Over the decades the EU moved from taking all decisions by unanimity (every member state had a veto over everything) to taking an ever wider range of decisions by Qualified Majority Voting (QMV). But not all. Every member state wanted to keep a veto over some (for everyone) existential issues such as the EU Budget, EU membership and the common foreign policy.
Handy round-up here. And a simple explanation of how QMV works.
The absolutely fundamental basic foundational point here is that an EU member state has no real decision-making power by belonging to the Qualified Majority. The real power both with QMV and unanimity lies in the power to block a decision.
If you (with other blockers as necessary to form a QMV blocking minority) can stop a decision, then either that decision doesn’t happen or the wannabe QMV side will throw you a fat bribe to win your acquiescence. The debate then boils down to how guileful/determined you are at increasing the size of the bribe, and what other devious ways can be found by the wannabe QMV side to hurt you if you don’t accept it.
It follows from all this that if (say) most member states are unhappy with what one member state is doing, the ability of the EU to impose formal pain on that errant member state rests on whether that member state can block the imposition of pain:
In the EU/Poland case, it made no sense for the Commission to threaten Poland with rule-of-law infringement procedures when there were not going to be the member states votes in the end to launch such action. Faced with such bluster the Law and Justice duly ignored Brussels, haggling with the Polish opposition over the new rules for the Tribunal while counting down the clock through 2016 so that a ‘cooperative’ Tribunal head judge could finally be appointed.
Thus to the latest case, namely EU HQ threatening Hungary with painful consequences over its ‘rule of law’ misbehaviour and Hungary now in turn threatening to block huge EU financial decisions if those Brussels threats are not taken off the table:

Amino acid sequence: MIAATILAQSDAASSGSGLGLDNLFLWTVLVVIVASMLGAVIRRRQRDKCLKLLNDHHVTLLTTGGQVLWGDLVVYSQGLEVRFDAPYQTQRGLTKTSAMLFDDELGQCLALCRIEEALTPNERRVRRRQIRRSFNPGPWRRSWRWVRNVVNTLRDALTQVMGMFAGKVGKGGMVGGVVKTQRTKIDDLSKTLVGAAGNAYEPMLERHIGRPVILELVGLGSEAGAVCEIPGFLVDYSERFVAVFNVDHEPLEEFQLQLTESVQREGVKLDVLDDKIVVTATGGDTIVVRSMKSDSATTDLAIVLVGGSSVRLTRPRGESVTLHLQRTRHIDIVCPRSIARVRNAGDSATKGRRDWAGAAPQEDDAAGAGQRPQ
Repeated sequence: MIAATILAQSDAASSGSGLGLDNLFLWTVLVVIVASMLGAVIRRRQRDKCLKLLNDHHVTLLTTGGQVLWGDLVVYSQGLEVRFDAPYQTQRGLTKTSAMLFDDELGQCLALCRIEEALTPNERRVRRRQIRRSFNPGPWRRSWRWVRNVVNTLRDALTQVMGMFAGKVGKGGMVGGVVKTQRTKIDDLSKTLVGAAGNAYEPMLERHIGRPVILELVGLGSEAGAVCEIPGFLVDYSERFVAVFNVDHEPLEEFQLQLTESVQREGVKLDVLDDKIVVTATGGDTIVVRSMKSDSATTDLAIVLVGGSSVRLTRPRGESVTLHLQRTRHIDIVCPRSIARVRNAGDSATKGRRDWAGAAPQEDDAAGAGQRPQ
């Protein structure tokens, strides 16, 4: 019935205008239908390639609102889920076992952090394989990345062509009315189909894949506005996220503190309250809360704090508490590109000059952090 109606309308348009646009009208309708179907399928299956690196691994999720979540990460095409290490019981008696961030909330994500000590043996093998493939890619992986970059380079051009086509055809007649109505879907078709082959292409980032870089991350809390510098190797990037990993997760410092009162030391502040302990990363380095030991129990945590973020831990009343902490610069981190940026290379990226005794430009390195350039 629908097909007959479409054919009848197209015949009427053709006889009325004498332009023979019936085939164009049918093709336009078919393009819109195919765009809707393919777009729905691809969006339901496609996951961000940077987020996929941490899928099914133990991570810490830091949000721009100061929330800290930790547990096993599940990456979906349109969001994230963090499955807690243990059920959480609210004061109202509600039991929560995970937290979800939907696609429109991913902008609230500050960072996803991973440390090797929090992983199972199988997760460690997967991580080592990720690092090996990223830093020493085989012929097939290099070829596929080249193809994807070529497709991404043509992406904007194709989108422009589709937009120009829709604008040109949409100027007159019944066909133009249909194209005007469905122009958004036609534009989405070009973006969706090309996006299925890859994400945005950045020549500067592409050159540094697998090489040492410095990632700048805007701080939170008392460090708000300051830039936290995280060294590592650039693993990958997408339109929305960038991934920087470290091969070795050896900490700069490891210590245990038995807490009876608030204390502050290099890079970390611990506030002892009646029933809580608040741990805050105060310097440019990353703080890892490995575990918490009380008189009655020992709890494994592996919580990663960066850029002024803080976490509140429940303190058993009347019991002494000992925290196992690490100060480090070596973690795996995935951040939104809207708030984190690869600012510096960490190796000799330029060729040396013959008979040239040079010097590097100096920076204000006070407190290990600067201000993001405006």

“We could veto (a final accord), because it needs to be a unanimous decision, but we would find ourselves facing off with 26 other countries. One should only do that as a last resort,” Orban told Hungarian public radio.
The EU is set to spend 750 billion euros on aiding economic recovery in member states hardest hit by the pandemic – money that Orban said should be distributed “fairly and flexibly”.
“One thing should be carefully avoided: mixing it up with politics. That’s (Hungary’s) gravest condition,” he said.
What’s important here, and what matters?
When a liberal Hungarian EU lawmaker asked German Chancellor Angela Merkel, now holding the EU’s rotating presidency, on Wednesday whether the EU was prepared to condition recovery funding on adherence to democratic standards in Hungary, Merkel told the European Parliament she would engage with Orban.
“Defending the rule of law is important…We are going to say things clearly when it comes to Viktor Orban,” Merkel said Wednesday. “We will keep a watchful eye on what happens there.”
Ah. Very conciliatory. And as Germany is by far the biggest contributor to the EU pot, no doubt the usual messy deal can be done.
Yes! Hungary’s (and Poland’s) deviation from lofty EU standards is important. Some might say vital. Tsk!
But what matters for the EU as a whole is to keep the EU staggering on and get that vast COVID19 financial package agreed, rather than waste time and energy in what is necessarily a doomed effort to bring the block-wielding naughty children to heel.